Listen to this story
The AMD-powered Frontier supercomputer at Oak Ridge National Laboratory has bagged the top spot on the Top500 list of the world’s fastest supercomputers. The Top500 list also said that the Frontier system is the first true exascale machine with an HPL score of 1.102 Exaflop/s. For two years, the top spot was occupied by the Fugaku system at the RIKEN Center for Computational Science (R-CCS) in Kobe, Japan.
Based on the latest HPE Cray EX235a architecture and equipped with AMD EPYC 64C 2GHz processors, the system has 8,730,112 total cores and a power efficiency rating of 52.23 gigaflops/watt. It relies on gigabit ethernet for data transfer.
AMD added that Frontier‘s performance is more than double the number two system and greater than the sum of the next seven systems on the latest Top500 list. “The Frontier test and development system (TDS) secured the first place in the Green500 list, delivering 62.68 gigaflops/watt power-efficiency from a single cabinet of optimised 3rd Gen AMD EPYC processors and AMD Instinct MI250x accelerators,” added AMD.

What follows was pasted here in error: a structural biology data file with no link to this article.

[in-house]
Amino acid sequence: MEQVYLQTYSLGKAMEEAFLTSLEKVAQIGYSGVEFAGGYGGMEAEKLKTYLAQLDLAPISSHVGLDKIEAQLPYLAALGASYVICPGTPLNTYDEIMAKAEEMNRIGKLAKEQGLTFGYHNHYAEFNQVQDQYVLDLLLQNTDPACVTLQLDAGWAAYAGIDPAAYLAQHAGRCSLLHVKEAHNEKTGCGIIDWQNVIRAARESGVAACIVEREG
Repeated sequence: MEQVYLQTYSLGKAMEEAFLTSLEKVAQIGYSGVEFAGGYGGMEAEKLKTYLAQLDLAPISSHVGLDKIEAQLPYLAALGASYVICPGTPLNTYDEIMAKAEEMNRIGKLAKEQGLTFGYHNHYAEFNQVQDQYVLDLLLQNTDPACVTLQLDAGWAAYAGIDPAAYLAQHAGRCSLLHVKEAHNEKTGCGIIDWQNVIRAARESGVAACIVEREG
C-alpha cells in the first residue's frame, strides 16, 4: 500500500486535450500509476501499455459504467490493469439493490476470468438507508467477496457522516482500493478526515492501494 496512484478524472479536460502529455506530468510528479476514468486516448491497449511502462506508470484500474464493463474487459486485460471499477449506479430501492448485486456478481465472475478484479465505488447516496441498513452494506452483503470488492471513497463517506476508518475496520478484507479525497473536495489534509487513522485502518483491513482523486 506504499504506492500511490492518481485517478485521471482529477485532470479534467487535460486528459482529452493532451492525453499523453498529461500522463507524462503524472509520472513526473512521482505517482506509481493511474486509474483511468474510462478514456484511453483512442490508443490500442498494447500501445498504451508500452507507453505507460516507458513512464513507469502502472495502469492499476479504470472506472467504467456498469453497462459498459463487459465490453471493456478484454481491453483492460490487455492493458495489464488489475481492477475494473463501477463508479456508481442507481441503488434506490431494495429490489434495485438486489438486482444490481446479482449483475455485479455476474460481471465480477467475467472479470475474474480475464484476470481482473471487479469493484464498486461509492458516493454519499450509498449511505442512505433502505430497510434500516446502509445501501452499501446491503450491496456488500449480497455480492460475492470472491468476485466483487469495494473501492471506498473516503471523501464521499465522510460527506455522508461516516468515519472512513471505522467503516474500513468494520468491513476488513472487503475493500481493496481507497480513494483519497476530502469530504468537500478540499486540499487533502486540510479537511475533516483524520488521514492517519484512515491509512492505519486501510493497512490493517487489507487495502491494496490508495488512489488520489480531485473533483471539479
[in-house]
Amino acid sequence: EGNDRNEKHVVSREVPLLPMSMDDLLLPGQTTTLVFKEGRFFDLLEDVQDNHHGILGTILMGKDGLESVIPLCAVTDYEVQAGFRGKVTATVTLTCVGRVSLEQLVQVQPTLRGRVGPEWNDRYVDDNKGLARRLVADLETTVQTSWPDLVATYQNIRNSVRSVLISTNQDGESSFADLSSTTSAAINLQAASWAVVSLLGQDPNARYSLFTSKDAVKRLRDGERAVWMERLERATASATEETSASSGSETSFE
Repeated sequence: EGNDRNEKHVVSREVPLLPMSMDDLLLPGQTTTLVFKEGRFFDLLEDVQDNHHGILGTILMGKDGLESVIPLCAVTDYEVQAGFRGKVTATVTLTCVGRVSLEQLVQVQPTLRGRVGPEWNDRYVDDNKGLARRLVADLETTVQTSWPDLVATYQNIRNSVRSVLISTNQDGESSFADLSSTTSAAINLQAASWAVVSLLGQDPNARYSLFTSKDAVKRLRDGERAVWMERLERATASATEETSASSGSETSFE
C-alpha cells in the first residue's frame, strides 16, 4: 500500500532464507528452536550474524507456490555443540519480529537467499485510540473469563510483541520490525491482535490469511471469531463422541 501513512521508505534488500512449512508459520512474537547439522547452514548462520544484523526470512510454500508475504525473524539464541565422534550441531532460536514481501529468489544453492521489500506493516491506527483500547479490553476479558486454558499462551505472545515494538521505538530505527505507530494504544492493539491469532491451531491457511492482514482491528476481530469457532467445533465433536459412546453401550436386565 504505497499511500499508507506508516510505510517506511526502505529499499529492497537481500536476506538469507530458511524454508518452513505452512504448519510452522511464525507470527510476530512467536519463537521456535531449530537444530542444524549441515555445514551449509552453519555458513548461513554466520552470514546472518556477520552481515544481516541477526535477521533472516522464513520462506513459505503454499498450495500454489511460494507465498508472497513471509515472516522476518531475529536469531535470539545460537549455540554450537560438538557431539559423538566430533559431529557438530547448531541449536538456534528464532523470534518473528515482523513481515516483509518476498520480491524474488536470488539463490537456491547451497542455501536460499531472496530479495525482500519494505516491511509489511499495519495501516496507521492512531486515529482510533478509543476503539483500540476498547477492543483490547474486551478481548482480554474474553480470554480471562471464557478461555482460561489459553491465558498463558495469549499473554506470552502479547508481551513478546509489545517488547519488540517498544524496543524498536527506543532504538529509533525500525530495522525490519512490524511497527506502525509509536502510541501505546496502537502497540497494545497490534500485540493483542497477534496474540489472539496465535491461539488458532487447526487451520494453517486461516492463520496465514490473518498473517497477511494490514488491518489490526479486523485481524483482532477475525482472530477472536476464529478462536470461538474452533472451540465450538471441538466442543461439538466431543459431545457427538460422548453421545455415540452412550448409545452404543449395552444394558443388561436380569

Subscribe to our Newsletter
Join our editors every weekday evening as they steer you through the most significant news of the day, introduce you to fresh perspectives, and provide unexpected moments of joy
USA and China dominate
Top500 also stated that an observation that has come out from the recent lists is that China and the United States are the two countries with the most entries on the list. “While China stagnated at 173 systems, the United States dropped from 150 systems to 126,” it added. The two countries make up for nearly two-thirds of the supercomputers on the TOP500,” it added.
The third position in the list is taken up by the LUMI system at EUROHPC/CSC in Finland (the system has 1,110,144 cores and has an HPL benchmark of nearly 152 PFlop/s). It is the largest system in Europe. At the tenth position was the addition of the Adastra system at GENCI-CINES in France. It achieved an HPL benchmark score of 46.1 Pflop/s and is the second most powerful machine in Europe, after LUMI.